Meet n' Greet: Classic Edition

No one to officially meet or greet today so I thought I would take a moment to:
a) Applaud YouTube. It is because of clips like these now found on the internet that classics like these are not lost.


b) Give thanks once again for the diversity we find here at revgalsblogpals. I'm definitely Carol, but have an inner Julie that sometimes just has to come out (albeit nowhere near as gracefully). How 'bout you?

Sunday, August 05, 2007

Sunday Afternoon Music

I am off at knitting camp with my mom and niece, but I wish you all a blessed and peaceful Sunday afternoon! Perhaps you will enjoy this lovely music as part of your day.

The sound of Libera has become familiar to millions worldwide following the group's successful recordings and appearances on TV and radio, stage and film.

Libera is a real 'boy band' whose young members have become known for their unique musical style in concert and on their atmospheric albums, which have topped classical and mainstream charts across the world.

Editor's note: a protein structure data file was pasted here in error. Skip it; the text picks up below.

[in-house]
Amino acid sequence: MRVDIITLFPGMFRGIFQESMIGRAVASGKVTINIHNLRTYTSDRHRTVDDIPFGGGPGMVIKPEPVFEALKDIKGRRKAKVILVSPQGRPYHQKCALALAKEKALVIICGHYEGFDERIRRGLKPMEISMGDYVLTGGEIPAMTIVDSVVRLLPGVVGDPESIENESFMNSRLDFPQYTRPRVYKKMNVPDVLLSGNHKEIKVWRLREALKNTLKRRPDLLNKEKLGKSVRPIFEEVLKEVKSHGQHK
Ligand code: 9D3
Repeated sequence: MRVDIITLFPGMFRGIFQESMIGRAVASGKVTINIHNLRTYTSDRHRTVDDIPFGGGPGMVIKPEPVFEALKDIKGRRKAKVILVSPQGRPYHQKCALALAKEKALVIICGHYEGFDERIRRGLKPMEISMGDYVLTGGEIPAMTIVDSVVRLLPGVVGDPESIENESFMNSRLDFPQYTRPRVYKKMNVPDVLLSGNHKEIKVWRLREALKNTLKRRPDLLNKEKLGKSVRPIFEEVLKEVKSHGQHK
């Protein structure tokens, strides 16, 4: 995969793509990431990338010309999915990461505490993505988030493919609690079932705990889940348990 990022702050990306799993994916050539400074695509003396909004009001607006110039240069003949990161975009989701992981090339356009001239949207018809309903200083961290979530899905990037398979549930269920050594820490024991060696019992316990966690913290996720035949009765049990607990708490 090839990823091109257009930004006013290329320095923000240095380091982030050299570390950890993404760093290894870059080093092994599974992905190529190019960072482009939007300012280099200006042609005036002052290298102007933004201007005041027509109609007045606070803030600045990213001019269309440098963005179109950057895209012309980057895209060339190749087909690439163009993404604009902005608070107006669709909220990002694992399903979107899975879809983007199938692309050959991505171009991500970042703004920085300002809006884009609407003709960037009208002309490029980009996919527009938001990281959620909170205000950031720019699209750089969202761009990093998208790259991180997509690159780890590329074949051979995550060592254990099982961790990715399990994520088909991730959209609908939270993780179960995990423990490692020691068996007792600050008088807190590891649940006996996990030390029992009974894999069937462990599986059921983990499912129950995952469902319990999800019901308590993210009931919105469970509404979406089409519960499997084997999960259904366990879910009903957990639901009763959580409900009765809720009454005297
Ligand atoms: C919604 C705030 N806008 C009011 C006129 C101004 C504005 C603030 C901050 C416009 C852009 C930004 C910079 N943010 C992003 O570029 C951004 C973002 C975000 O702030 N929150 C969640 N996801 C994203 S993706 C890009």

Applaud Applaud!! Beautiful Music....

(Pssssssssssst..... Mary Beth is on a knitting retreat, so I have added a brief announcement to her posting).

Grabbing conductor's baton to give a tap tap tap --- attention please!

In three weeks we will be discussing this book:

Have you read it yet? If not, you have time. It's a collection of short stories on Lamott's life experiences and faith. Grace (Eventually): Thoughts on Faith. It will be led by RevAbi on Monday, August 27. If you click on the link we provide, you can read reviews and synopses from Amazon. Purchasing helps out RevGals by giving a percentage of the sale. Or, you can check it out from your local library!

Let's supposin' that you want to get September's book too. Might as well since you are getting August's and these two will get you free shipping. Good Fences: The Boundaries of Hospitality, by Caroline Westerhoff will be led by Songbird on September 24. (If you want to read an excerpt, Amazon has a feature on the page of the book to read some of the book to get an idea if you like it.)

I, for one, have read Lamott's book. It was my first one, however, I was familiar with her from the fact that several of you have mentioned her on your blogs. I'm glad I read her book, and as many of you have mentioned her short prayers "Please" and Thank you", Amen.

How many of you are reading Lamott's book now? I know I look forward to the discussion coming up. Won't you join us?